Why Hong Kong airport must assure the public on green bona fides of third runway
On a recent visit through Hong Kong, I noticed fleets of dredgers at work on the Hong Kong International Airport’s third runway: an impressive sight.
In 2003, hundreds of tonnes of boulders were moved from the Tung Chung River on Lantau to a staging site near the Disney park at Penny’s Bay to decorate a large ornamental lake. The Tung Chung Rural Committee chairman and an accomplice were subsequently found guilty in the District Court of “conspiracy to defraud”, among other charges, as the court found they had falsely claimed there had been a flooding problem in the Tung Chung River as the pretext for illegal excavation work.
Their ultimate aim was to sell the boulders to the Disney Corporation for use in the Disneyland Hong Kong project. Therefore, the need for strict environmental safeguards and checks for large-scale projects cannot be overemphasised.
On July 1, The Guardian reported that “the insatiable demand of the global building boom has unleashed an illegal market in sand. Gangs are now stealing pristine beaches to order and paradise islands are being dredged and sold to the construction industry.”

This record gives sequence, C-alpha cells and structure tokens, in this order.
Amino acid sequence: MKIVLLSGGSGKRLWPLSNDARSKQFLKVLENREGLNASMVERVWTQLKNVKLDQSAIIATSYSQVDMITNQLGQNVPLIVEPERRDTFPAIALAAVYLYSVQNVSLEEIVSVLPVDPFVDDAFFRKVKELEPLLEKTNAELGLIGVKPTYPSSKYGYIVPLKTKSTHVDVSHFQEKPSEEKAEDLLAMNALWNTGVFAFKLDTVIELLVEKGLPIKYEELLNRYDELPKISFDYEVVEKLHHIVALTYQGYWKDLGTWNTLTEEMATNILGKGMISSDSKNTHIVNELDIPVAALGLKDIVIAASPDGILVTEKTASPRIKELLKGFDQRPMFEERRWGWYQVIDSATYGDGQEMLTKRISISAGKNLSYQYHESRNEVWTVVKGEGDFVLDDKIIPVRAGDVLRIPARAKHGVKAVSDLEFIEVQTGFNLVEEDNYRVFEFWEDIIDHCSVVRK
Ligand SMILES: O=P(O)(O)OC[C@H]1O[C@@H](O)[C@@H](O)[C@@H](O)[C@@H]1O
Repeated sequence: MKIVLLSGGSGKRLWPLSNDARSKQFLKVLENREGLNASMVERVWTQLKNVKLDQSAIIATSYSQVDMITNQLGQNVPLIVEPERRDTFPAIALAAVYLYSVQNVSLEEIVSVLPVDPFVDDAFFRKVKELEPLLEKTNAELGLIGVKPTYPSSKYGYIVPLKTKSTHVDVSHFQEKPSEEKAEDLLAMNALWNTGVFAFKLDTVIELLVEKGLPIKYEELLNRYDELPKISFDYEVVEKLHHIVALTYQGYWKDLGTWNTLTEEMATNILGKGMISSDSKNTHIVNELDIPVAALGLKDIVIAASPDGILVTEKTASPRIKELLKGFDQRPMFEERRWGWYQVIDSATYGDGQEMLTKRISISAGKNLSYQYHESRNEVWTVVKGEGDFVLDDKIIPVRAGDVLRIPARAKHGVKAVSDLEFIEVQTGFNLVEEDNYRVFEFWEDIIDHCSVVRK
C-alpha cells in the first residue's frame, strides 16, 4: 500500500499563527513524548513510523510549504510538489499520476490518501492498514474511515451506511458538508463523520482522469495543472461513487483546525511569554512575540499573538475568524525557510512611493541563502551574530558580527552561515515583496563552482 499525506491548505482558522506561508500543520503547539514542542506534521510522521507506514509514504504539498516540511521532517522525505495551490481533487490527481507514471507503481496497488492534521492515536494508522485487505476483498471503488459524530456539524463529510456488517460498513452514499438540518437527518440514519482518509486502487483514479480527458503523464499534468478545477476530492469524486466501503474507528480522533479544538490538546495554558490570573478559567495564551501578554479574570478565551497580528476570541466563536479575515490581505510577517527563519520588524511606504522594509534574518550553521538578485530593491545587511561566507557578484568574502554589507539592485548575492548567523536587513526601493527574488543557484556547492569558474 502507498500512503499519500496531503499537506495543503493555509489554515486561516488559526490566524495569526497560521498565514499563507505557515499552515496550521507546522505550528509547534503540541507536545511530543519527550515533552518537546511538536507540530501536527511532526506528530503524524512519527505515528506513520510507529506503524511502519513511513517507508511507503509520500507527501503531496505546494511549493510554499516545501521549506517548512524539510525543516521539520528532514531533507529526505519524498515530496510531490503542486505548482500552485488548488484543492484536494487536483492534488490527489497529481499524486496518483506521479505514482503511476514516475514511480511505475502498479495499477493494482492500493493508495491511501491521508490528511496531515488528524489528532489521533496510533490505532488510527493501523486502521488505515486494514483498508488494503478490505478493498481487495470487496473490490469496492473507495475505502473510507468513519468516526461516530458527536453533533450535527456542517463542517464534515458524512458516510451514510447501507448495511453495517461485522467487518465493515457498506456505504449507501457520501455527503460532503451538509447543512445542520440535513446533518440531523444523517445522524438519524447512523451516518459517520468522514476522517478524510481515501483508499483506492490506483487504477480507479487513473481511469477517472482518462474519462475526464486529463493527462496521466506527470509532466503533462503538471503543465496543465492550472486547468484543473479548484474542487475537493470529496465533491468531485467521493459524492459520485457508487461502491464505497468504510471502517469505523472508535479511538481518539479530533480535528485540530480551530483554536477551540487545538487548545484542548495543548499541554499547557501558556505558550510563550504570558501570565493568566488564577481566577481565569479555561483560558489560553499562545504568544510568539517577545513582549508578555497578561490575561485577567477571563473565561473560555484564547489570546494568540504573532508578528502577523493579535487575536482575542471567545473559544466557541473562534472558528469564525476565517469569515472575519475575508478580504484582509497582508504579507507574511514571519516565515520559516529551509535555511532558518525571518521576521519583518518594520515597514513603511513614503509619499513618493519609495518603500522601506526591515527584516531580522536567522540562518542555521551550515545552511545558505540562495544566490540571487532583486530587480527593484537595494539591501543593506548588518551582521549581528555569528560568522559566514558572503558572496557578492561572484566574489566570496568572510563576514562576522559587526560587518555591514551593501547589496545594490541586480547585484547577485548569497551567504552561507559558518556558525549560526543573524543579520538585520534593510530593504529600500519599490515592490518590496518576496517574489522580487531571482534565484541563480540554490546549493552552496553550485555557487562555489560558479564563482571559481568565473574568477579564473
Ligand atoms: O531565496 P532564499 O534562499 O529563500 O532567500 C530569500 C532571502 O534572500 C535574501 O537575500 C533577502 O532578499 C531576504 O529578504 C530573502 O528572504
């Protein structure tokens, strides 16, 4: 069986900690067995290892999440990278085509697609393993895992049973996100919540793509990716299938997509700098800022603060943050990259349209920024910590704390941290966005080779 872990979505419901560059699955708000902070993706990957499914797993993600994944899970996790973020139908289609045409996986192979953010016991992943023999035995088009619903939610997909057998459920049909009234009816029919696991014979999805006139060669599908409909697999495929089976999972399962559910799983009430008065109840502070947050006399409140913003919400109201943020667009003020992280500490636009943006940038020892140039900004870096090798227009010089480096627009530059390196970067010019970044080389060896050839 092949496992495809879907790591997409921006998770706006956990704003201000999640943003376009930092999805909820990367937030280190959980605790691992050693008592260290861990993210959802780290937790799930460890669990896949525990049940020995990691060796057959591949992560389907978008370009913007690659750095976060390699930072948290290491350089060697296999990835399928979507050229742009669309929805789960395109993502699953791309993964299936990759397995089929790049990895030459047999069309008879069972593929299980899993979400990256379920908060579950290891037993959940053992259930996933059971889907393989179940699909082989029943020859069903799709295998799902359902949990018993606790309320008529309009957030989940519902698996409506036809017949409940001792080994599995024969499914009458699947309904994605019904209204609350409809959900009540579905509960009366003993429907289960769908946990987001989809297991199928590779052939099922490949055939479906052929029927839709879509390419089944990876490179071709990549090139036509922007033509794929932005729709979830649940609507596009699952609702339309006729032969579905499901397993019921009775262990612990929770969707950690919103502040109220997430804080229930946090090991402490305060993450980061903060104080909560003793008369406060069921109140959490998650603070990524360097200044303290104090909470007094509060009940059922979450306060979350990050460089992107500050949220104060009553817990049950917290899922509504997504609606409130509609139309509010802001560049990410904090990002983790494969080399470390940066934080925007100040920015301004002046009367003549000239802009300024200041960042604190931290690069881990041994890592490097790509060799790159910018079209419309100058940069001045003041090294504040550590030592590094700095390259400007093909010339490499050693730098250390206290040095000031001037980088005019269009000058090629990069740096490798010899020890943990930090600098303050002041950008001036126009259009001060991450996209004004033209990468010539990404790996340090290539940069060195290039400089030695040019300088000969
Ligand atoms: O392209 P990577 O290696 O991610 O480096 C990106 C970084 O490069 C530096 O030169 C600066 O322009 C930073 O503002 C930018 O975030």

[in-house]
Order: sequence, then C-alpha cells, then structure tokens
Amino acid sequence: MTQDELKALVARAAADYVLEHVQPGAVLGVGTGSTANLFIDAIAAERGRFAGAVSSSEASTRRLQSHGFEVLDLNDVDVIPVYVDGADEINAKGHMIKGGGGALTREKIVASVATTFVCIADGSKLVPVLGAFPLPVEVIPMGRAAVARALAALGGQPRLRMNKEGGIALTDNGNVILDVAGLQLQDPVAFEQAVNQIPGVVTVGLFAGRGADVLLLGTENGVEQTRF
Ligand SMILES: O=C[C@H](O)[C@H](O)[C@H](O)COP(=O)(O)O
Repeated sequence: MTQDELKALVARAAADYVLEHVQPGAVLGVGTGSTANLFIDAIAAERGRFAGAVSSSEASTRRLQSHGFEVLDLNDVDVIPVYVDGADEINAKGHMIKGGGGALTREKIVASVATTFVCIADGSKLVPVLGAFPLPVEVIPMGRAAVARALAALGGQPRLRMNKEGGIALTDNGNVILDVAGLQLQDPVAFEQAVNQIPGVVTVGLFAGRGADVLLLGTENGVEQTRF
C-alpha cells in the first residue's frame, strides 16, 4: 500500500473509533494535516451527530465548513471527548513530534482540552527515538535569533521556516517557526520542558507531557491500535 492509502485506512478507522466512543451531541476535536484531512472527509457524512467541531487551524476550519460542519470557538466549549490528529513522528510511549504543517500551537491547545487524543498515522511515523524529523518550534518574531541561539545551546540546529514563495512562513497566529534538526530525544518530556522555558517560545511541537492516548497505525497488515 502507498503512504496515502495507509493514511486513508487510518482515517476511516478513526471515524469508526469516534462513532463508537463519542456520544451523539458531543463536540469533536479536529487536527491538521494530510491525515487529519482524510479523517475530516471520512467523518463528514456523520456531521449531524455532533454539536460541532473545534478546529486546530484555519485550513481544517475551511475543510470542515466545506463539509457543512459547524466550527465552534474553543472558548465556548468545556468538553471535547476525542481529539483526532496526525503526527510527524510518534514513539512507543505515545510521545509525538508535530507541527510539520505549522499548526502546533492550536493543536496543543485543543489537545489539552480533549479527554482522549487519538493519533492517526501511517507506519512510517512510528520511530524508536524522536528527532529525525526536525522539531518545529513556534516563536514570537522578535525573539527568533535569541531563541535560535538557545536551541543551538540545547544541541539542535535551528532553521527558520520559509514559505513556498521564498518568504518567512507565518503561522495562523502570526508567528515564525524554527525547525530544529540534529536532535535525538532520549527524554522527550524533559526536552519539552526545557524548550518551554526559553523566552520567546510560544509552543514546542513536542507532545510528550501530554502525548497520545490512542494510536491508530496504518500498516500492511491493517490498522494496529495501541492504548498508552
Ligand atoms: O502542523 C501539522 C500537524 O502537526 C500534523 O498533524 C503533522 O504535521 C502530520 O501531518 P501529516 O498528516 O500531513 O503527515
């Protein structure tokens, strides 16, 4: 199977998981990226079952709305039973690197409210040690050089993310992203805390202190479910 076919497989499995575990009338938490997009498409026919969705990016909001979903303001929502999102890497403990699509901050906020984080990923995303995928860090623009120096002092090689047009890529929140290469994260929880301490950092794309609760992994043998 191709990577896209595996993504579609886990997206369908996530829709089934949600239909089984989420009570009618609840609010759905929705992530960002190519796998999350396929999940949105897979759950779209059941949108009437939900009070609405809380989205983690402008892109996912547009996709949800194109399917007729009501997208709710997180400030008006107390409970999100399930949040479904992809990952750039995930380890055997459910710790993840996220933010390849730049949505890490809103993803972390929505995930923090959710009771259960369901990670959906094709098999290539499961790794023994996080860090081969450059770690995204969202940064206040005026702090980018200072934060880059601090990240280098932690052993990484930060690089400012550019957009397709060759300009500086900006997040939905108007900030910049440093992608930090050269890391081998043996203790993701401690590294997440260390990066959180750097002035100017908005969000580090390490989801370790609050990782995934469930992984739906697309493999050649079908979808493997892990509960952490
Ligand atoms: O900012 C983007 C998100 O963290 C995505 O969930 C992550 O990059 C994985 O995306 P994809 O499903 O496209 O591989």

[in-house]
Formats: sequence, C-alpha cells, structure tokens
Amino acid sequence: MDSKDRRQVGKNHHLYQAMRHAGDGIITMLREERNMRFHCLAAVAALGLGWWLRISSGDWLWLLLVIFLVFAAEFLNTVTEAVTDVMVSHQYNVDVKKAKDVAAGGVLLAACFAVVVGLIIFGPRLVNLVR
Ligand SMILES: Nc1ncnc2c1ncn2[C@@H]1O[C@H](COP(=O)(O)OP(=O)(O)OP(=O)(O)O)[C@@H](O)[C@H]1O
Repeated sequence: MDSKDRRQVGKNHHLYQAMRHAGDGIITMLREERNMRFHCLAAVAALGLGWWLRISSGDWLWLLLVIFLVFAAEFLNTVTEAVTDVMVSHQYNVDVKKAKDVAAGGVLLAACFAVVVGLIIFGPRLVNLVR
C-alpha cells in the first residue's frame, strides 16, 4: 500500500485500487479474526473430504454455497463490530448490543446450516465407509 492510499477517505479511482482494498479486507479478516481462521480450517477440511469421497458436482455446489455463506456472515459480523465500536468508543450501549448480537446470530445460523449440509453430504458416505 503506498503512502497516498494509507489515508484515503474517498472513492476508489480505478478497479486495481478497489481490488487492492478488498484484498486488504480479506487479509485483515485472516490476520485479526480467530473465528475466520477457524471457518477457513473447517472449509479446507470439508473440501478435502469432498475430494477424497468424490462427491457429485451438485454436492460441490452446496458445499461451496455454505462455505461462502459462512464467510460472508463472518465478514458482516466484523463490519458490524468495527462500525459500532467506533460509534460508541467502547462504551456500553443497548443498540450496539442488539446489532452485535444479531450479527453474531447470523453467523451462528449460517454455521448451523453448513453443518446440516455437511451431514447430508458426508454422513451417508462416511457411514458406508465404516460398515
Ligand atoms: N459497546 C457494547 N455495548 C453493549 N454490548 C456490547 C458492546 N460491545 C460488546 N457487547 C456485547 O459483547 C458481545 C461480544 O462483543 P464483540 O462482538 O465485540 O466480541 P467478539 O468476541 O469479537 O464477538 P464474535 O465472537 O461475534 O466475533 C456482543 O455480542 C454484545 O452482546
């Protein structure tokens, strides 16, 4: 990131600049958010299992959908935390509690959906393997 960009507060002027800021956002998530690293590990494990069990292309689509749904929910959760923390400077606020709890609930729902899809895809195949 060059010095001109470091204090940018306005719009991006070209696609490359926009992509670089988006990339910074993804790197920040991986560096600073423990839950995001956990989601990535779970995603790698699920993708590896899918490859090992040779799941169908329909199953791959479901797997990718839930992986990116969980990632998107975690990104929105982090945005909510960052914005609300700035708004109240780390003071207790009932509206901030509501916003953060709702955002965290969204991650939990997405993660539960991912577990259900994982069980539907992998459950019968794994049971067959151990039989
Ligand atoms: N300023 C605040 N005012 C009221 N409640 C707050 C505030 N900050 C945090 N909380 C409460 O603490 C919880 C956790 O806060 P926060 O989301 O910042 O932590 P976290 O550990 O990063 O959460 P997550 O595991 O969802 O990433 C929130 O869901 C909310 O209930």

In many regions of the world, sand is a “common-pool resource”, that is, a resource open to all. Regulating and limiting access to such resources can only come at a high cost: it is quite easy, for example, to pillage a river of its sand at night using a dredger.
To employ academic jargon, common-pool resources are prone to “tragedies of the commons”, as resources may be selfishly extracted by multiple parties, without consideration of the long-term environmental impacts. These environmental impacts can include physical alteration of rivers and coastal ecosystems via increased erosion, and “muddying” of coastal ecosystems from an increase in suspended sediments (the marine equivalent of Hong Kong’s filthy air).
Watch: Hong Kong’s third runway project causes controversy
Sand mining as a market sector is lightly regulated internationally, and this light regulation encourages illegal extraction and trade.
As the budget appears to be generous for Hong Kong International Airport’s lavish third runway project, then surely a fraction of the money allocated to this ambitious project can be devoted to reassuring the public, both within Hong Kong and internationally, that the sand used in its construction will be sourced ethically, without environmental damage to neighbouring regions?
As the government body in charge of a publicly funded international airport that aspires to “environmental leadership” in both its operations and further development, the Airport Authority is invited to respond to this question.
John Knotsford, San Diego